A Spatiotemporal Analysis of Community Power Outage Impact under Extreme Weather

This research is studying how power outages affect homes and people during extreme weather, considering factors like building types, resident demographics, and resident behaviors, to help communities prepare better.

This project's objective is to conduct a comprehensive analysis of the spatiotemporal impacts of power outages on residential communities during extreme hot and cold weather events, integrating the dynamic interplay between buildings and households. As climate variation intensifies, the increasing reliance of communities on electricity poses greater challenges during power outages, particularly when extreme weather leads to a significant increase in electricity demand or blackout. Existing research overlooks crucial aspects, including detailed building characteristics and human mobility patterns. This oversight results in a limited understanding of the intricate relationship between social dynamics and the built environment during power outages, potentially leading to an underestimation of the vulnerabilities faced by specific demographic groups living in underdeveloped building environments where mitigation strategies have diminishing effectiveness.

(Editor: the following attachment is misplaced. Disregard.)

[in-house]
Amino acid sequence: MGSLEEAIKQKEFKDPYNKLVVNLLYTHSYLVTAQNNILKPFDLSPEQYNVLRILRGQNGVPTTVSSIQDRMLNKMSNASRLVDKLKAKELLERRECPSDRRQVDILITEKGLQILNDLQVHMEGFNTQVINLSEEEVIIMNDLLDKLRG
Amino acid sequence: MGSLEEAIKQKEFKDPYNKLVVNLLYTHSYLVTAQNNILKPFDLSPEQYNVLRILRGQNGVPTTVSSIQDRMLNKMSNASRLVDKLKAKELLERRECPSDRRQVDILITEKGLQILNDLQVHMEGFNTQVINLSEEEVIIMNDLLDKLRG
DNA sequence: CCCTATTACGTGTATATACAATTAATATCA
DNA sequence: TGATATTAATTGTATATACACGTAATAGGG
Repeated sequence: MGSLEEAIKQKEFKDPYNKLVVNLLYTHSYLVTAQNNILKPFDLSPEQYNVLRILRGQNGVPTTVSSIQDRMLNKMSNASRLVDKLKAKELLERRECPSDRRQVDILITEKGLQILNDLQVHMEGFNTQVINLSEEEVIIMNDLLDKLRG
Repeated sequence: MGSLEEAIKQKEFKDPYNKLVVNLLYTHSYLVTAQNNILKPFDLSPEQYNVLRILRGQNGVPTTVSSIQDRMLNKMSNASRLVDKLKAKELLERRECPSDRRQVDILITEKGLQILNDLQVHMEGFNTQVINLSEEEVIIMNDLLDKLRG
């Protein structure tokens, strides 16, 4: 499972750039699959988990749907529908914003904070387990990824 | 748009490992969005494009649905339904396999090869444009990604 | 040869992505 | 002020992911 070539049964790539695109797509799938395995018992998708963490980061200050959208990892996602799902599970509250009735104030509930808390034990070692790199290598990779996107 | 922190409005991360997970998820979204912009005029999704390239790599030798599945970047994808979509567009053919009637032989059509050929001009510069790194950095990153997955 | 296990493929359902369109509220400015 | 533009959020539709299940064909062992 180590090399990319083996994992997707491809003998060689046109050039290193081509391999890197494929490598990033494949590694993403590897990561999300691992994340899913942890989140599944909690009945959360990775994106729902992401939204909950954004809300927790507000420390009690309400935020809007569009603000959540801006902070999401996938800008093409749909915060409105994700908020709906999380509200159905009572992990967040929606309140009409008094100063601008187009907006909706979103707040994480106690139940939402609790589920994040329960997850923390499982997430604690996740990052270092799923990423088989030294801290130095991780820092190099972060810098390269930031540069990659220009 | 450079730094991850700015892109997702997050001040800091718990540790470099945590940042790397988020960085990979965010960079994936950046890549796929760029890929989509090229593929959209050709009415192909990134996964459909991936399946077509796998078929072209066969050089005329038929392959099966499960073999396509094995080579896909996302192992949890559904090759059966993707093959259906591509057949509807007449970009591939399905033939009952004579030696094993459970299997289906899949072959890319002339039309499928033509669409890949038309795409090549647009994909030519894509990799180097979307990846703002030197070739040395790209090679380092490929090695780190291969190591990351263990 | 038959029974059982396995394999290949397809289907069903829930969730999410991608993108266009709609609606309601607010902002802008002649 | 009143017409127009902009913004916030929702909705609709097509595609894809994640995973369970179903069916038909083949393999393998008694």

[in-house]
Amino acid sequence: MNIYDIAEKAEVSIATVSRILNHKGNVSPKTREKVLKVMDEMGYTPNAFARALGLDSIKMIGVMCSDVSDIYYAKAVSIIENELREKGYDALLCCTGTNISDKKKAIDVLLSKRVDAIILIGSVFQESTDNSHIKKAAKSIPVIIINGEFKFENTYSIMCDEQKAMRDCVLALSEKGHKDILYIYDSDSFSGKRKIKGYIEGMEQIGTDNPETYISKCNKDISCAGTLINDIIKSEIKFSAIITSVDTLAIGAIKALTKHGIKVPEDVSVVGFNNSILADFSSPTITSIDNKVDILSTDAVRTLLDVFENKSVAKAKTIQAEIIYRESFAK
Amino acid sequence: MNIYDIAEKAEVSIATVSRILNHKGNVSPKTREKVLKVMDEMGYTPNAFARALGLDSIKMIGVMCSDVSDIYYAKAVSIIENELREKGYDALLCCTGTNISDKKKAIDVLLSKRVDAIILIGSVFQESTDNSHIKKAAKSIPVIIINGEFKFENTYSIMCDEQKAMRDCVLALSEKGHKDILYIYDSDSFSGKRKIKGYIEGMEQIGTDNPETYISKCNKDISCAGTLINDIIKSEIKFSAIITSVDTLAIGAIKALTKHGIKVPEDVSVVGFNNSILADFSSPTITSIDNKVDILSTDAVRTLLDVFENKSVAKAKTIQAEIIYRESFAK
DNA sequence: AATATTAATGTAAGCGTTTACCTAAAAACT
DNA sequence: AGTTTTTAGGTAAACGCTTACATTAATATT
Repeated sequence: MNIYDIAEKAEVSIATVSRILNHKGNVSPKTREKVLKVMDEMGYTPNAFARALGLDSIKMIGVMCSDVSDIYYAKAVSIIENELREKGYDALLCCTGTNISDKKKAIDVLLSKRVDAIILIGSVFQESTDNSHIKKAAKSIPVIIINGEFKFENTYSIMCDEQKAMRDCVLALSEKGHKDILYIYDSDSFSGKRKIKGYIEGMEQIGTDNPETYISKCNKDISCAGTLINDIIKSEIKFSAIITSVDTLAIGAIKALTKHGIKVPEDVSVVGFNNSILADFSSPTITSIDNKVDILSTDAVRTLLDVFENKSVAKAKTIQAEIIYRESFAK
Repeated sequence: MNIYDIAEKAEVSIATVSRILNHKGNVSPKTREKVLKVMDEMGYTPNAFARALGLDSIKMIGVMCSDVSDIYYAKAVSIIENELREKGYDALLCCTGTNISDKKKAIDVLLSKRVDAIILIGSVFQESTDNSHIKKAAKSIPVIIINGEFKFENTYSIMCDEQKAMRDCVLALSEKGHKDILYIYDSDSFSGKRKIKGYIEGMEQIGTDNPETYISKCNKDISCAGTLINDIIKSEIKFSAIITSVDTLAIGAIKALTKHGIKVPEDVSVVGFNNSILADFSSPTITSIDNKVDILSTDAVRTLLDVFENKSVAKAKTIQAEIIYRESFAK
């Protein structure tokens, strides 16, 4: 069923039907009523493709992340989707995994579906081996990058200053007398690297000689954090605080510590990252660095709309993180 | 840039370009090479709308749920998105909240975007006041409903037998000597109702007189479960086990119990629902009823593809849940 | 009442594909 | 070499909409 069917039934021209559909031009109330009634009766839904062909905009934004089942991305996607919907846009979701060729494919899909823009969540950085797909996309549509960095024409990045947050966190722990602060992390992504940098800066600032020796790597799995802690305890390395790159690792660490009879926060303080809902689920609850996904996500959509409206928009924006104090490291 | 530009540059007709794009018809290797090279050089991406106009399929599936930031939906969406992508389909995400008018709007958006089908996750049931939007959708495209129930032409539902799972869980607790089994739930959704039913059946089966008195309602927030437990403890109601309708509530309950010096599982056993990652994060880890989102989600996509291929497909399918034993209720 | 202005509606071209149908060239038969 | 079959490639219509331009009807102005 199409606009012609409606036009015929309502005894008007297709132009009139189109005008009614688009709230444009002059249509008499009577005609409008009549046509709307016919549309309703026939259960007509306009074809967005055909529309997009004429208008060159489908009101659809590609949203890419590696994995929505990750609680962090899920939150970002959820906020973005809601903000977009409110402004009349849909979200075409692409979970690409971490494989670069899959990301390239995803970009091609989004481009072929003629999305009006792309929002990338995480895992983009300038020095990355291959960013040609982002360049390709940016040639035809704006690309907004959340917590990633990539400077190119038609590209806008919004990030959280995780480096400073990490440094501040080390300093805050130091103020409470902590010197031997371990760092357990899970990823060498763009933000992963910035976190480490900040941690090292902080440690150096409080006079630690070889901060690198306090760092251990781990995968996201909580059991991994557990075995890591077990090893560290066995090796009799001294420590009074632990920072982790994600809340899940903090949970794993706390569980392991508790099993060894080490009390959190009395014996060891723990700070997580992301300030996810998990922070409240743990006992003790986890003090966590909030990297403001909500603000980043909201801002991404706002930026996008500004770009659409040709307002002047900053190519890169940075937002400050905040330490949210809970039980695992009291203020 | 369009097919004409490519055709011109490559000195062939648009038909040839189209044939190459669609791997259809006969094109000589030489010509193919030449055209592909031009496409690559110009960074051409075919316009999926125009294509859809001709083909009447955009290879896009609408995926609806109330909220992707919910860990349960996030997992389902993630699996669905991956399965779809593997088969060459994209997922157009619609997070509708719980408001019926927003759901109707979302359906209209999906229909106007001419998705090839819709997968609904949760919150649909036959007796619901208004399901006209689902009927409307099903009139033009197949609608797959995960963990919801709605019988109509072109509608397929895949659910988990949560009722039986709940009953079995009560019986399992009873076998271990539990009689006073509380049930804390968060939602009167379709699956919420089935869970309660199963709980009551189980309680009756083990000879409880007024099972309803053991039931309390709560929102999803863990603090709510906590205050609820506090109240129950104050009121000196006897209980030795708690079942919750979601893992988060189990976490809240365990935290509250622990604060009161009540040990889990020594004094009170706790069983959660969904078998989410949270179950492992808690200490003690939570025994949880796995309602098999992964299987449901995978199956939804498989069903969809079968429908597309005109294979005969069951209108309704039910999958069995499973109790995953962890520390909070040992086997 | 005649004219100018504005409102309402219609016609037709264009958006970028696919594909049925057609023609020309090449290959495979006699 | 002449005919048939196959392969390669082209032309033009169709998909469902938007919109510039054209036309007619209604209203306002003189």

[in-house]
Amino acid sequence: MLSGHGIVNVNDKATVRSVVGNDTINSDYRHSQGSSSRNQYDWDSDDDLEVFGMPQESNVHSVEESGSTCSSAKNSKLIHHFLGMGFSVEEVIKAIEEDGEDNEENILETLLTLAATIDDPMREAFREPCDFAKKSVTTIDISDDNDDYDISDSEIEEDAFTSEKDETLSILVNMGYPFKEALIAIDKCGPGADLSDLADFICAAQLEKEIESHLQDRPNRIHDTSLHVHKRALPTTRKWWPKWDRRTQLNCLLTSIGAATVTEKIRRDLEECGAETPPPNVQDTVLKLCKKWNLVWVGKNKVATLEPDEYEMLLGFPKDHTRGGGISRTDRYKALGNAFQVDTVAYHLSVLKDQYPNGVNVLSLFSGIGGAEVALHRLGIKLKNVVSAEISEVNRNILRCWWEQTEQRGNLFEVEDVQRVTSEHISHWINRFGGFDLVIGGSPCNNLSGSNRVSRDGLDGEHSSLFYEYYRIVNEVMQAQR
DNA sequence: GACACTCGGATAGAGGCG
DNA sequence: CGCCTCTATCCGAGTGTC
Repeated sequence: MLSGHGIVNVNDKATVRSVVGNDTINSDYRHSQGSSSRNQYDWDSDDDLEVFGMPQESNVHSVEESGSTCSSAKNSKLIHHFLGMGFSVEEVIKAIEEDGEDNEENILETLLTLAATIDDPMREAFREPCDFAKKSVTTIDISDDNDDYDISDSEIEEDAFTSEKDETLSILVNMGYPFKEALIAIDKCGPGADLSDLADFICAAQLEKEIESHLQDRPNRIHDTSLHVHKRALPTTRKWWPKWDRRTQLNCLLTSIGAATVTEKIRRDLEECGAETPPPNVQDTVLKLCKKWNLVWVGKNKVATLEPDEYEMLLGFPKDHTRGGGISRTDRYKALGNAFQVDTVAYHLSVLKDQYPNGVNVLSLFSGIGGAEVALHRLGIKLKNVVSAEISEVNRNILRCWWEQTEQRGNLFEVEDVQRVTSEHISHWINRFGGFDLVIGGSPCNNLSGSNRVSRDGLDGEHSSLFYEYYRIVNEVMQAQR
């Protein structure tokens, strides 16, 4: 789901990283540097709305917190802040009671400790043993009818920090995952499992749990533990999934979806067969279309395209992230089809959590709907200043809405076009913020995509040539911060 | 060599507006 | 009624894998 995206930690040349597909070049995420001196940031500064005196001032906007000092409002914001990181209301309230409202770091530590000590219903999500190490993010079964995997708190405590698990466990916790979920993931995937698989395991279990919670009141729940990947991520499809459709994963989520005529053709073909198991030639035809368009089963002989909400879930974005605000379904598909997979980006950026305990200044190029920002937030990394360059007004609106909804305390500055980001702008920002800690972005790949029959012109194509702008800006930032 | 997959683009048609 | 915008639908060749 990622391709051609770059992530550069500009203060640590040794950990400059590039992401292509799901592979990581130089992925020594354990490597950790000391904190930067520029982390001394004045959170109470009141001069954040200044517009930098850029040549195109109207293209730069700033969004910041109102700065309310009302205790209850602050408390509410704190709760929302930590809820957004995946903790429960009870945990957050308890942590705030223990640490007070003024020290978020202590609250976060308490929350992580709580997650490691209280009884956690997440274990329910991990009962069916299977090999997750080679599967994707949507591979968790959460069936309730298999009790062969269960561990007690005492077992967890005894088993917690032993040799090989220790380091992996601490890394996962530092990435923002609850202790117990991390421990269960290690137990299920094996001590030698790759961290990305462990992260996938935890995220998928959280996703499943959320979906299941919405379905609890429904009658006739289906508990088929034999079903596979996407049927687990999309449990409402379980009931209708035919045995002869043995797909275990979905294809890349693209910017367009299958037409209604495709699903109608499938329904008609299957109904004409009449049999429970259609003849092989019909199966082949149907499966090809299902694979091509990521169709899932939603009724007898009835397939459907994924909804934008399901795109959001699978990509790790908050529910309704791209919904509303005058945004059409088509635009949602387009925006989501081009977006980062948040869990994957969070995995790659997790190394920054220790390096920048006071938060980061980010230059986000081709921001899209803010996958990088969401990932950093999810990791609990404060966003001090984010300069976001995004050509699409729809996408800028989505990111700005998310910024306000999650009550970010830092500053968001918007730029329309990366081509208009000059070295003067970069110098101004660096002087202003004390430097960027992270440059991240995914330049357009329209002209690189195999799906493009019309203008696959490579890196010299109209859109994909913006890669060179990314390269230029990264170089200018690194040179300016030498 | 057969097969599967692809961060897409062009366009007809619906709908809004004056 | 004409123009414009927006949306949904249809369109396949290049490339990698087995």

This interdisciplinary project, a collaboration between the Architectural Engineering and Agricultural Economics, Sociology, and Education departments, aims to merge diverse, multi-scale data to capture the dynamic interactions between buildings and households and evaluate the impact of power outages in the context of extreme weather. The research will facilitate equitable and efficient mitigation of power outage risks. This project will select Philadelphia as a test case. Philadelphia was chosen for its socioeconomic and ethnic diversity, diverse extreme weather conditions across seasons, and accessible community data (The research team has already built connections with multiple communities in Philadelphia). 

This project not only enhances our understanding of energy system vulnerabilities but also supports the development of resilient strategies, especially for underserved communities. The collaborative nature of this project, bridging expertise in building energy modeling and human mobility analysis, exemplifies the interdisciplinary research and mentorship emphasized by the Institute of Energy and the Environment. Leveraging the seed grant, the project seeks to lay the groundwork for scalable, impactful research, including preliminary studies and community engagement. This project promises not only to advance scientific understanding but also to offer practical solutions for enhancing community resilience in the face of growing climate challenges.


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